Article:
Malaysia’s highest court has found a popular news portal in contempt of court over comments posted by readers deemed offensive to the judiciary, in a case widely seen as a test of media freedom in the South-east Asian nation.

Malaysia’s attorney-general filed an application last year to cite Malaysiakini and editor-in-chief Steven Gan for contempt of court over five comments posted by readers on its website that it said undermined public confidence in the judiciary.

In a six-to-one decision on Friday, a panel of judges in the federal court ruled that Malaysiakini held full responsibility for its website, including whatever is published, and fined it 500,000 ringit ($123,000).

The panel, however, found Gan not guilty of the offence.

It is unlikely Malaysiakini will be able to appeal against the verdict since the case was heard before the country’s highest court.

Malaysiakini and Gan have maintained they could not be held responsible and the offending comments had been removed immediately after they were contacted by police.

Gan and Malaysiakini’s legal team could not immediately be reached for comment.

In January, Gan said reporters should not “give up” in the face of what he described as “harassment” by prime minister Muhyiddin Yassin’s government.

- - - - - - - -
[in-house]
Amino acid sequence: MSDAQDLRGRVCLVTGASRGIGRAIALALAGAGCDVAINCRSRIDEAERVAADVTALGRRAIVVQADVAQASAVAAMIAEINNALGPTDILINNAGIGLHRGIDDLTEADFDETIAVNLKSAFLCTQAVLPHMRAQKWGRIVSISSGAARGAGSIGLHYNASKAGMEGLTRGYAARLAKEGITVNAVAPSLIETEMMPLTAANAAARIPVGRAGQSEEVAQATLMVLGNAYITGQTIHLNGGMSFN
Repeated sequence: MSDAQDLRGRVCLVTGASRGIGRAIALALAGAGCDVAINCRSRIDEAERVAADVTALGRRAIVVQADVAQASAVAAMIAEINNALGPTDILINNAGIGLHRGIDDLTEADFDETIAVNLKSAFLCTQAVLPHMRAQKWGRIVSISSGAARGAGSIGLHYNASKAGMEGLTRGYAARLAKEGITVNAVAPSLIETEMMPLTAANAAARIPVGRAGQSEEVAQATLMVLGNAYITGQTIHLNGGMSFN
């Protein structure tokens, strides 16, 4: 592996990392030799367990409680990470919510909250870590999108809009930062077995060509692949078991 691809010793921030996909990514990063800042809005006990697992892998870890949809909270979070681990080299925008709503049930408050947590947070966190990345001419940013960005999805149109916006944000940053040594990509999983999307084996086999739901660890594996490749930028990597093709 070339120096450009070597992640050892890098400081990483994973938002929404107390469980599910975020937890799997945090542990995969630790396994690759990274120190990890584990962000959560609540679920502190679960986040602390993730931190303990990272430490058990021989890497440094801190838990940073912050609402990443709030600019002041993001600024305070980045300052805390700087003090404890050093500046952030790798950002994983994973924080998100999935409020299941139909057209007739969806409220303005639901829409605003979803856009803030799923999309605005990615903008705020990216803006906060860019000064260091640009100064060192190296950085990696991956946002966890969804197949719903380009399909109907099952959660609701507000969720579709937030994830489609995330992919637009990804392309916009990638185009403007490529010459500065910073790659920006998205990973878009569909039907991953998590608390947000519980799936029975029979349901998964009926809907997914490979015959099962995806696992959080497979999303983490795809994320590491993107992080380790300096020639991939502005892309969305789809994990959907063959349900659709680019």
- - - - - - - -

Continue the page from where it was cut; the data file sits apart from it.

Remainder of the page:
He said in the two decades since he founded Malaysiakini, its journalists had been declared traitors, faced debilitating cyber-attacks, kicked out of press conferences, arrested and raided by the police.

Malaysia has moved up the World Press Freedom index compiled by Reporters Sans Frontières in recent years. But rights groups have said freedom of speech and freedom of the press face renewed pressure after an unexpected change to a Muhyiddin government in March last year.

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The government has denied that it was clamping down on media freedom.



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